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Edwin Mattison McMillan

Edwin Mattison McMillan (September 18, 1907-September 7, 1991) was the first scientist to produce a transuranium element.

He was born in Redondo Beach, California. He received his Bachelor of Science degree in 1928 and his Master of Science degree in 1929, both from the California Institute of Technology; he then took his Doctor of Philosophy from Princeton University in 1932.

He joined the staff of the University of California, Berkeley upon receiving his doctorate, moving to the Lawrence Radiation Laboratory[?] when it was founded at Berkeley in 1934.

In 1940 he created neptunium ising the cyclotron at Berkeley. In World War II, he was involved in research on radar, sonar, and nuclear weapons. In 1945 he developed ideas for the improvement of the cyclotron, leading to the development of the synchrotron[?].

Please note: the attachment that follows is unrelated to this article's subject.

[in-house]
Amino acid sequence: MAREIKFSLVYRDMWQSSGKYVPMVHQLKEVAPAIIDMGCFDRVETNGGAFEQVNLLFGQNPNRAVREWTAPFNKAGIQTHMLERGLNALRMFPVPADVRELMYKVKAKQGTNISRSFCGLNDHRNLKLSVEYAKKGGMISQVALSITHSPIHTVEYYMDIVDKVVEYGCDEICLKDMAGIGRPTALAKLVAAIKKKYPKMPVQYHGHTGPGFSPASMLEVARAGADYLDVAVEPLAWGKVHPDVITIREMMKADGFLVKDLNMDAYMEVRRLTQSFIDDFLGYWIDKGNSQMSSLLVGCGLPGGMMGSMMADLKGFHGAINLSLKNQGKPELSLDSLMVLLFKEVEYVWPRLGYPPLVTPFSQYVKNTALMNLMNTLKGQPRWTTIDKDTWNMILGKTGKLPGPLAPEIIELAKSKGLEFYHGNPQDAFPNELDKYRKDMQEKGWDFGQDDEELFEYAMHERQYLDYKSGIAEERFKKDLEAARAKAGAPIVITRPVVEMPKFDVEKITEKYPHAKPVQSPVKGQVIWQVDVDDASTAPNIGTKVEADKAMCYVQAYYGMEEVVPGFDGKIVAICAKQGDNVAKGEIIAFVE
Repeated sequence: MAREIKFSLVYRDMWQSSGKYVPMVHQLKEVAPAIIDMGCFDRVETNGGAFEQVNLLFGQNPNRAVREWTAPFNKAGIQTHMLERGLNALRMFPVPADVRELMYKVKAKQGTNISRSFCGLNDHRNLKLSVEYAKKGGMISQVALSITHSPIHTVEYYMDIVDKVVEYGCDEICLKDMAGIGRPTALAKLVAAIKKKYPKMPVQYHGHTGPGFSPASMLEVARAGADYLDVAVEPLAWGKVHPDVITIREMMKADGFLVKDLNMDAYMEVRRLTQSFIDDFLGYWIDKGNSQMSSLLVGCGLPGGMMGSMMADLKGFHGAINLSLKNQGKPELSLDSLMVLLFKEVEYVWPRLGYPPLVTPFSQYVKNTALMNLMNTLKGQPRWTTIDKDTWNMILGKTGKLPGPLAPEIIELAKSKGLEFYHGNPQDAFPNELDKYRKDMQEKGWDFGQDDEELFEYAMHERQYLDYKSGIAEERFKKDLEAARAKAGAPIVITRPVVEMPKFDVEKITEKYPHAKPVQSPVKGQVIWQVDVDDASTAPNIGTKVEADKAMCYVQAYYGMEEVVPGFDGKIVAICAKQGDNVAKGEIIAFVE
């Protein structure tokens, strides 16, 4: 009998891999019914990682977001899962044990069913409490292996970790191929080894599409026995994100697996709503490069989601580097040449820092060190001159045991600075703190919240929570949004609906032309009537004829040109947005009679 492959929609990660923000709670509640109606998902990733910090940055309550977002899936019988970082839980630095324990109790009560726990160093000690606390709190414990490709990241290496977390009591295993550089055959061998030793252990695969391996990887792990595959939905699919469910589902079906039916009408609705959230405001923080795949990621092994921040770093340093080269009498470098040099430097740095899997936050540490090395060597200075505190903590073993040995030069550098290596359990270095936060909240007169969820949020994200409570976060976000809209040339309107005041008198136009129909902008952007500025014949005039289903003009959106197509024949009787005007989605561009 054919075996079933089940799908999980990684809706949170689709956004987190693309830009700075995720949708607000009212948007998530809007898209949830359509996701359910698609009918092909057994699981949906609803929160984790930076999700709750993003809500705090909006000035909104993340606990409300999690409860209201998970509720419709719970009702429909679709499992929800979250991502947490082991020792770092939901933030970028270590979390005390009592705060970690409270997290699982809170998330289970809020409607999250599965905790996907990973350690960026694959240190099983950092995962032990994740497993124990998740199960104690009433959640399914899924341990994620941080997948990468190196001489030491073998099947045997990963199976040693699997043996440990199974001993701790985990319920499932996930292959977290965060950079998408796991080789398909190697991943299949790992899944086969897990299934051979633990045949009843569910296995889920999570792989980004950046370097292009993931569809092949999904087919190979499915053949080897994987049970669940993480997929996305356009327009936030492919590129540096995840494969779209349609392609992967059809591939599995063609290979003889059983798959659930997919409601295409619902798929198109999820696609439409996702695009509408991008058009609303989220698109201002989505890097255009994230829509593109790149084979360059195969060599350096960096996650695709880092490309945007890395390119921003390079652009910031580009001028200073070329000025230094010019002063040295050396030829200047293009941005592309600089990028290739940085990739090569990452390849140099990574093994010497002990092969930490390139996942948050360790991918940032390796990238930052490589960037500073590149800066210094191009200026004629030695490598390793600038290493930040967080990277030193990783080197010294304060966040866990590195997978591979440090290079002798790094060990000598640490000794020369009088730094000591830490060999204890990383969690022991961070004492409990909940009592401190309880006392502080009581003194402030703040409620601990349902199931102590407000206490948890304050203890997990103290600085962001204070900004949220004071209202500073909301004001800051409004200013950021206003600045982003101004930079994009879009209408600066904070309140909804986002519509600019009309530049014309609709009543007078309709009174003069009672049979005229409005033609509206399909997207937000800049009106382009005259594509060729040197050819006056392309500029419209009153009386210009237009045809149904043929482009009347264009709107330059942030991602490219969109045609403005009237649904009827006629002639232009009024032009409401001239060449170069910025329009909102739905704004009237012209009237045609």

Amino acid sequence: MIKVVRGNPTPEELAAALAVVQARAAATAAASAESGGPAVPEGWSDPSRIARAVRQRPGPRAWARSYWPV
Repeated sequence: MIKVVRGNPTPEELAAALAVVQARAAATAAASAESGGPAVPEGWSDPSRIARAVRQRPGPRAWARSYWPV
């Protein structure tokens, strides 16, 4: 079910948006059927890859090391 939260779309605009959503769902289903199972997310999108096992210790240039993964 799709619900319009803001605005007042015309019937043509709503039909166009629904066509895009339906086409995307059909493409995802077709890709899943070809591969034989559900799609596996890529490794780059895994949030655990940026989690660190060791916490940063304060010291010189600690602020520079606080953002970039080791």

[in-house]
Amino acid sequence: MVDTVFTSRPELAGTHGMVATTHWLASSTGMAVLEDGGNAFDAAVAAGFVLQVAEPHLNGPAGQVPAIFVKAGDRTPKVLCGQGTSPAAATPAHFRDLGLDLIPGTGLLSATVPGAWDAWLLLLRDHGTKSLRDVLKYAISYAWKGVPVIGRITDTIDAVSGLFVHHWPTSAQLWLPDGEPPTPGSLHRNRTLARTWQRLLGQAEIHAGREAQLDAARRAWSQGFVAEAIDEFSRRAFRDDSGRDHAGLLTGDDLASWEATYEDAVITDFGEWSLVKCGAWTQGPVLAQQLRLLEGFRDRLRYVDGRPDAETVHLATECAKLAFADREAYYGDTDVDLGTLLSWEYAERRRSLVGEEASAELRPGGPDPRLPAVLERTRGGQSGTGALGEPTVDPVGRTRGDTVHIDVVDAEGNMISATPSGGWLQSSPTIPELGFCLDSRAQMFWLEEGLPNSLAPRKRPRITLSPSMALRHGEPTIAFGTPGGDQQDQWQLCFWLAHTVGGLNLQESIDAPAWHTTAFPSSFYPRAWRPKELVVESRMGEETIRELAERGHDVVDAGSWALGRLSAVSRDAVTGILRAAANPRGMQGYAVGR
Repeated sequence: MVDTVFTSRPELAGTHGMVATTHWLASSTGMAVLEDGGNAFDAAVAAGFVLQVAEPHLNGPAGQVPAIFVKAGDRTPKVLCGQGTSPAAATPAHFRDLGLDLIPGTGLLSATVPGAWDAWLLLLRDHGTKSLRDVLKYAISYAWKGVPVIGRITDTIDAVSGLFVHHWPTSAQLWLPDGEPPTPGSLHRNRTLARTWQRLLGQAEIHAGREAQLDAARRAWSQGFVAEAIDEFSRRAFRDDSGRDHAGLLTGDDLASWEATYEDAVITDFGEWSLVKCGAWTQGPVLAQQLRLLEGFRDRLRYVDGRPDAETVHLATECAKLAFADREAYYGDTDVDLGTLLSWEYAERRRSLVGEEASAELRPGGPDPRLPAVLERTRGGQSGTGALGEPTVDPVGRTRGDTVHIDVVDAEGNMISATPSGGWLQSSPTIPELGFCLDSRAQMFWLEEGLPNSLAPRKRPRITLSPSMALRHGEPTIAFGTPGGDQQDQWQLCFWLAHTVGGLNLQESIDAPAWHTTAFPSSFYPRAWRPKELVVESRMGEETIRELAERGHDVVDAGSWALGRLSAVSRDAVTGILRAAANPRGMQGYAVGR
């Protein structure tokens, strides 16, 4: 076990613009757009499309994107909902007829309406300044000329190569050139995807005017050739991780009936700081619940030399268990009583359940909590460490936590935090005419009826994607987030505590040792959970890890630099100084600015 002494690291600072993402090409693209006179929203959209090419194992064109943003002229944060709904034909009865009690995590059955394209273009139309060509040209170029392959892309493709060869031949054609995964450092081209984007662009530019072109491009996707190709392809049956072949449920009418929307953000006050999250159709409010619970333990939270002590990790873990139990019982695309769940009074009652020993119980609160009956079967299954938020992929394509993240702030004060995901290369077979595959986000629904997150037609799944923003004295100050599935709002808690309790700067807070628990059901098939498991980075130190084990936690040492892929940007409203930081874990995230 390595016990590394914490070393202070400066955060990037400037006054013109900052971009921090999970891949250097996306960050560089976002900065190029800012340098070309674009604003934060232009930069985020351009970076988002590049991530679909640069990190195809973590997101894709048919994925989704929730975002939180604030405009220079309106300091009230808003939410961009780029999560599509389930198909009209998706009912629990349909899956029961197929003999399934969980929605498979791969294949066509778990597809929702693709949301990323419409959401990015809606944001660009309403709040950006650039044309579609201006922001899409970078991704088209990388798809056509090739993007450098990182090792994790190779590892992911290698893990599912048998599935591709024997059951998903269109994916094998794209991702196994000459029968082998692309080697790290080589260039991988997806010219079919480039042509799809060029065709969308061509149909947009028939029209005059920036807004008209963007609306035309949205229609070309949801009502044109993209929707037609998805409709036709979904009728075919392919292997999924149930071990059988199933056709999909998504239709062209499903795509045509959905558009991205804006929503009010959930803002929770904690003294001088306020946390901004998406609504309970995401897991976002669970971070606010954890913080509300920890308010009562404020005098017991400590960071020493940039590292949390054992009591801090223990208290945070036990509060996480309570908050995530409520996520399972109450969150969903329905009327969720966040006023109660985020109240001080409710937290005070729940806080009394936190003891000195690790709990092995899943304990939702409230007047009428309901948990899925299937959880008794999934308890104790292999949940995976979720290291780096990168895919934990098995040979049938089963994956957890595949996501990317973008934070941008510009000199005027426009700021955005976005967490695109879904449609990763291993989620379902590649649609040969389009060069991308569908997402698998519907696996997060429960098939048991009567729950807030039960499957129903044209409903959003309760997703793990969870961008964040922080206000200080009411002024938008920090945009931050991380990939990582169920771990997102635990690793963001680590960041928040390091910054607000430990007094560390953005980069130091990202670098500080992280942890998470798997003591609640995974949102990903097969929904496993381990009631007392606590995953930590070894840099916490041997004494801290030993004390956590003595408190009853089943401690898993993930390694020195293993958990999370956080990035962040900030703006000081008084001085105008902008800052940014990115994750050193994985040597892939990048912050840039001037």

With Glenn T. Seaborg, he shared the Nobel Prize in Chemistry in 1951 for the creation of the first transuranium elements.

In 1946, he became a full professor at Berkeley, and in 1954 he was appointed associate director of the Lawrence Radiation Laboratory, being promoted to director in 1958, where he stayed until his retirement in 1973.

He was elected to the National Academy of Sciences in 1947, serving as its chairman from 1968 to 1971.



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